night and every night.
The Central Foundry Company, for the manufacture of
soil pipe, is the second largest establishment of the kind in
the United States and has very extensive works and employs
a large force of men.
The Central Union Telephone Company has a complete
plant making connections with all parts of the city, and in
connection with the long distance telephone company with all
parts of the United States.
The Vincennes Citizens' Street Eailway Company which
manufactures its own electric power and operates a railway
extending from the principal business portions of the city,
and to the adjoining suburbs.
The Vincennes Water Supply Company, with a splendid
plant and the highest water tower in the west (except one at
Cleveland) being 210 feet high and of a capacity sufficient to
throw several streams of water at the same time over the high-
est buildings in the city.
The Citizens' Gas Light Company with a fine plant and
doing' a successful business.
138 A History op Vincennes.
The Vincennes Egg Case Company doing a large and in-
The Vincennes Paper Mill Company with the most im-
proved machinery and with a large capacity for the manu-
facture of paper, and running both day and night to supply
the demand for its product.
The Jt>hn Ebner Ice Company having a large plant and
capable of manuf acting 200 tons of ice each day.
The Eagle Brewing Company of Hack & Simon, manufact-
uring the finest beer of any establishment in the state and
furnishing its product to the city and surrounding towns.
No city can expect to attract and retain a dense population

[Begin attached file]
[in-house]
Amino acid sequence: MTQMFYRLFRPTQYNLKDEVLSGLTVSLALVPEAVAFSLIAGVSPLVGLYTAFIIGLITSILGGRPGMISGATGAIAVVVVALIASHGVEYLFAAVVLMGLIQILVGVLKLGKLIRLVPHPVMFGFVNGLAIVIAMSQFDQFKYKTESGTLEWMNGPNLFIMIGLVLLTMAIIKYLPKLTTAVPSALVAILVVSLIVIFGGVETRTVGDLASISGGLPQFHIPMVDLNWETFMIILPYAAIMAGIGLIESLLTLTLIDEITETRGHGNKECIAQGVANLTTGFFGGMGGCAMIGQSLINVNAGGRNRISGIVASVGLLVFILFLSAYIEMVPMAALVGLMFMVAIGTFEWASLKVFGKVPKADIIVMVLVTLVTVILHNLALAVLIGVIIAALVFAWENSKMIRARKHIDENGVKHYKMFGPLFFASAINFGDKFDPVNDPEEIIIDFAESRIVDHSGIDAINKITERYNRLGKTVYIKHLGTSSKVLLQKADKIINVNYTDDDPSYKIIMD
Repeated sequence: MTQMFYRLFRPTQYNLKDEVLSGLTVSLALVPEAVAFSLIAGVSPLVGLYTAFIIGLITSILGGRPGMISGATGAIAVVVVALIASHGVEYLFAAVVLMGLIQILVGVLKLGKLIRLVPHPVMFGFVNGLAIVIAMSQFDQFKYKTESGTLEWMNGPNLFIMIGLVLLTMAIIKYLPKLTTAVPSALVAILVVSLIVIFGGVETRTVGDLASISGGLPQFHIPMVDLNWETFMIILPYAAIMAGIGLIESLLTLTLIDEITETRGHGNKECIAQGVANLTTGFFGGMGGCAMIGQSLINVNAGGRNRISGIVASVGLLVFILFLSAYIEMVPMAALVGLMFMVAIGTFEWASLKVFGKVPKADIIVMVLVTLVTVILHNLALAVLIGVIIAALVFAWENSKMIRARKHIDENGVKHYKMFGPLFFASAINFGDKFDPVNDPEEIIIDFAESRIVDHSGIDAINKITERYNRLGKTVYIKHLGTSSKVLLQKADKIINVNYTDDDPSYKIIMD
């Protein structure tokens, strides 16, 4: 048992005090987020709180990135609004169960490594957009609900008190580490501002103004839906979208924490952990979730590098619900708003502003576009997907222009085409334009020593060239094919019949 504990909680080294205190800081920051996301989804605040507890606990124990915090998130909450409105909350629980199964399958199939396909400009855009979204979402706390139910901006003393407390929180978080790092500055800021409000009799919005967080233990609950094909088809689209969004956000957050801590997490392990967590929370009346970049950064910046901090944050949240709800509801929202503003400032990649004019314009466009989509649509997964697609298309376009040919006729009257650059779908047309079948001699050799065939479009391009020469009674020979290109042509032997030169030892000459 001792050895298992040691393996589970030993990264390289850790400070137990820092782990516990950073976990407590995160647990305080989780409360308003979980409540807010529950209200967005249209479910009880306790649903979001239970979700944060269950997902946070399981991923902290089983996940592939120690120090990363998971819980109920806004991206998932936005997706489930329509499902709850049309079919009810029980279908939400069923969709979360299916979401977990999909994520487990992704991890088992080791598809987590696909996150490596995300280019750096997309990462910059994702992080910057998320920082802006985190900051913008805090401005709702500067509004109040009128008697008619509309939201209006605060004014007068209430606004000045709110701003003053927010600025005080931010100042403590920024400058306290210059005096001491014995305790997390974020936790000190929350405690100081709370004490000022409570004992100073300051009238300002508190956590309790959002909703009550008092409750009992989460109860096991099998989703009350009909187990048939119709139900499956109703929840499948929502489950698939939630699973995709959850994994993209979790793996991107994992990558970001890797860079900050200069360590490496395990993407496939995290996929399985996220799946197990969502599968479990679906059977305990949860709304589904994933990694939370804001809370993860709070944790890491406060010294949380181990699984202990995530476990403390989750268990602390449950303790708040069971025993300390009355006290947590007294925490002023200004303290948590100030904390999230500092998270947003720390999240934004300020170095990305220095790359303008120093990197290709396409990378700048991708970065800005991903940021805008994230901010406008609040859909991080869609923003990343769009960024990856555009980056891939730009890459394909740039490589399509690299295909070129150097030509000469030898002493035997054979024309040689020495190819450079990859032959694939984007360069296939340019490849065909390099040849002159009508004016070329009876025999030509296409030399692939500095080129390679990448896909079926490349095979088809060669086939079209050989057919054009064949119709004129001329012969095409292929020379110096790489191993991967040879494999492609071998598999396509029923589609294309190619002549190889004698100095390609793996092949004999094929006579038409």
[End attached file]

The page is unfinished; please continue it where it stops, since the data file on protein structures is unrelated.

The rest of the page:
without adequate resources. They must have a sure base upon
which to depend to supply the wants of the citizens. Vin-
cennes in this regard is highly favored by its location and sur-
roundings. Situated in one of the finest agricultural locali-
ties in the West, it has in its favor that paramount interest
which is the corner-stone upon which rests all enterprises.
The county of Knox in Indiana, and Lawrence in Illinois, are
directly tributary to this city, and several other counties in
both States to a great extent. The report of the state geologist
gives the first place to Knox county as possessing soil suitable
for the production of all kinds of fruit, grain and other pro-
ducts that go to make up the general volume of agricultural
resources. This great interest has been in the past what has
sustained and built up Vincennes. The citizens of Vincennes
for many years paid no attention to manufacturing interests,
and consequently until within a few years past there were no
manufacturing establishments in the city. It has been sus-
tained solely by its unrivalled agricultural resources. There
are yet in Knox and Lawrence counties rich and pro-